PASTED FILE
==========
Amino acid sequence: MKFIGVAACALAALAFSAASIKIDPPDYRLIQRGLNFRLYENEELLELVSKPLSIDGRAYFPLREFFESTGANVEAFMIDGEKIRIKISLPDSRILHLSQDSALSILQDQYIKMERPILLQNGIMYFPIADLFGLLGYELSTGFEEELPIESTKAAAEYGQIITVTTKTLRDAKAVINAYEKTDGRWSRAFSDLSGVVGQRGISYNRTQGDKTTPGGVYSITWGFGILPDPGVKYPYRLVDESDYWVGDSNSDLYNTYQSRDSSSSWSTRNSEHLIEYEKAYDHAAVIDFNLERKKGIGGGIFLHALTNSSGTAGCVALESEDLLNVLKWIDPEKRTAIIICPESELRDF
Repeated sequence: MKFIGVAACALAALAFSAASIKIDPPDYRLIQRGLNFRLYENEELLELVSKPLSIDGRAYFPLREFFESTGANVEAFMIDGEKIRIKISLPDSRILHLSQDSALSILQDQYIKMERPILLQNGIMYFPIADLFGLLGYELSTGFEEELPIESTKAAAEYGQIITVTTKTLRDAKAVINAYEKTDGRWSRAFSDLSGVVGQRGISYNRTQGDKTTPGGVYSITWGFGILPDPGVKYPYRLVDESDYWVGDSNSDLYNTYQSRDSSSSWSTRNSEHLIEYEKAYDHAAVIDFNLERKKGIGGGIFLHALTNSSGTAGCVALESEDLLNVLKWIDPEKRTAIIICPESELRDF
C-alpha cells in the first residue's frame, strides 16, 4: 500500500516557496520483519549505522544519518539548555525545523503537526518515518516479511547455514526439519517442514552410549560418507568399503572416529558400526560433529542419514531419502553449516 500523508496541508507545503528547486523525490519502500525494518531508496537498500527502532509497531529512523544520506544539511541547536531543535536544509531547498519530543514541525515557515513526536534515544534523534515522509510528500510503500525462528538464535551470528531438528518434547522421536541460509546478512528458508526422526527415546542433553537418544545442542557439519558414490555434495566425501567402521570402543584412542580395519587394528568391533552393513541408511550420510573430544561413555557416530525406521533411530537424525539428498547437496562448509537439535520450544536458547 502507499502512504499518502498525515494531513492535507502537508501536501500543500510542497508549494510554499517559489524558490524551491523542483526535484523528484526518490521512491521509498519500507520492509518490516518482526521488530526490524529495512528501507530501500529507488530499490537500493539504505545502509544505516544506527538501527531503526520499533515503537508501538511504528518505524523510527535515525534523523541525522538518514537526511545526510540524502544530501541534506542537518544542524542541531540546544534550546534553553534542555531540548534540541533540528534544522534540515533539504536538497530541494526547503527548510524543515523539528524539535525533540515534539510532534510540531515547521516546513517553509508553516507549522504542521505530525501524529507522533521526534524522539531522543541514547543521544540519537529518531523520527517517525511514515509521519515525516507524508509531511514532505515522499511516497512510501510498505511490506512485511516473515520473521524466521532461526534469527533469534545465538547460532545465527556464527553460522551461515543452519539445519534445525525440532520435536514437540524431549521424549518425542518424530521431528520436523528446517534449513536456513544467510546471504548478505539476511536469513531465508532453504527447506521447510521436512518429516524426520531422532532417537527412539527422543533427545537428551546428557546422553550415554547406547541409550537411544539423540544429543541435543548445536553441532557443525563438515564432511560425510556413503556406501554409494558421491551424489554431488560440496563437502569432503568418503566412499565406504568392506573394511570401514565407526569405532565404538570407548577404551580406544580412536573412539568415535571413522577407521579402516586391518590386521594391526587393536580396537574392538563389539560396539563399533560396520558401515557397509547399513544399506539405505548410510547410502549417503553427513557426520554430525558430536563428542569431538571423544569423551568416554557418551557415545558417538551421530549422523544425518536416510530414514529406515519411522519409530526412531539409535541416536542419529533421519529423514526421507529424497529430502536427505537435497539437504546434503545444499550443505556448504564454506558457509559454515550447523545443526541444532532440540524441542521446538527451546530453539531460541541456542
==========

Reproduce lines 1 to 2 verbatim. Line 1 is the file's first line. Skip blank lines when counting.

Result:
Amino acid sequence: MKFIGVAACALAALAFSAASIKIDPPDYRLIQRGLNFRLYENEELLELVSKPLSIDGRAYFPLREFFESTGANVEAFMIDGEKIRIKISLPDSRILHLSQDSALSILQDQYIKMERPILLQNGIMYFPIADLFGLLGYELSTGFEEELPIESTKAAAEYGQIITVTTKTLRDAKAVINAYEKTDGRWSRAFSDLSGVVGQRGISYNRTQGDKTTPGGVYSITWGFGILPDPGVKYPYRLVDESDYWVGDSNSDLYNTYQSRDSSSSWSTRNSEHLIEYEKAYDHAAVIDFNLERKKGIGGGIFLHALTNSSGTAGCVALESEDLLNVLKWIDPEKRTAIIICPESELRDF
Repeated sequence: MKFIGVAACALAALAFSAASIKIDPPDYRLIQRGLNFRLYENEELLELVSKPLSIDGRAYFPLREFFESTGANVEAFMIDGEKIRIKISLPDSRILHLSQDSALSILQDQYIKMERPILLQNGIMYFPIADLFGLLGYELSTGFEEELPIESTKAAAEYGQIITVTTKTLRDAKAVINAYEKTDGRWSRAFSDLSGVVGQRGISYNRTQGDKTTPGGVYSITWGFGILPDPGVKYPYRLVDESDYWVGDSNSDLYNTYQSRDSSSSWSTRNSEHLIEYEKAYDHAAVIDFNLERKKGIGGGIFLHALTNSSGTAGCVALESEDLLNVLKWIDPEKRTAIIICPESELRDF